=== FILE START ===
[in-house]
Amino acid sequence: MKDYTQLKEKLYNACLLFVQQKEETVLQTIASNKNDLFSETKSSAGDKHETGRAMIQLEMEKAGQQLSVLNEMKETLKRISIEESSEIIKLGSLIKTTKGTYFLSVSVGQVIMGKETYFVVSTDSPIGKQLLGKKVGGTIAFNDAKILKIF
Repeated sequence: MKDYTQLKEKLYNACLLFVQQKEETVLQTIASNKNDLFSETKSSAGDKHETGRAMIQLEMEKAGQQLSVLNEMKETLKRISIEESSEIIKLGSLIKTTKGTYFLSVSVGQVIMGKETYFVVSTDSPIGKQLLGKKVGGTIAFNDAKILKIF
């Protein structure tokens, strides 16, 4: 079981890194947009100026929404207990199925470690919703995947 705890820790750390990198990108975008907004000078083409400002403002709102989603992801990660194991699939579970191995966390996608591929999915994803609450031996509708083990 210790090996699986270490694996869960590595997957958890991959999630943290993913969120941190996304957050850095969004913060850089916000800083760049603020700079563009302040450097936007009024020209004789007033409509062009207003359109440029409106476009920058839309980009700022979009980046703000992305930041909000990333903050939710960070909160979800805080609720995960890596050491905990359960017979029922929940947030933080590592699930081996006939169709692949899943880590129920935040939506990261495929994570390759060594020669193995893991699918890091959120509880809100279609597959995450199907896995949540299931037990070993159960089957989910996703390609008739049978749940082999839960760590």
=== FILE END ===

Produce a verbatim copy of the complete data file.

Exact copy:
[in-house]
Amino acid sequence: MKDYTQLKEKLYNACLLFVQQKEETVLQTIASNKNDLFSETKSSAGDKHETGRAMIQLEMEKAGQQLSVLNEMKETLKRISIEESSEIIKLGSLIKTTKGTYFLSVSVGQVIMGKETYFVVSTDSPIGKQLLGKKVGGTIAFNDAKILKIF
Repeated sequence: MKDYTQLKEKLYNACLLFVQQKEETVLQTIASNKNDLFSETKSSAGDKHETGRAMIQLEMEKAGQQLSVLNEMKETLKRISIEESSEIIKLGSLIKTTKGTYFLSVSVGQVIMGKETYFVVSTDSPIGKQLLGKKVGGTIAFNDAKILKIF
């Protein structure tokens, strides 16, 4: 079981890194947009100026929404207990199925470690919703995947 705890820790750390990198990108975008907004000078083409400002403002709102989603992801990660194991699939579970191995966390996608591929999915994803609450031996509708083990 210790090996699986270490694996869960590595997957958890991959999630943290993913969120941190996304957050850095969004913060850089916000800083760049603020700079563009302040450097936007009024020209004789007033409509062009207003359109440029409106476009920058839309980009700022979009980046703000992305930041909000990333903050939710960070909160979800805080609720995960890596050491905990359960017979029922929940947030933080590592699930081996006939169709692949899943880590129920935040939506990261495929994570390759060594020669193995893991699918890091959120509880809100279609597959995450199907896995949540299931037990070993159960089957989910996703390609008739049978749940082999839960760590």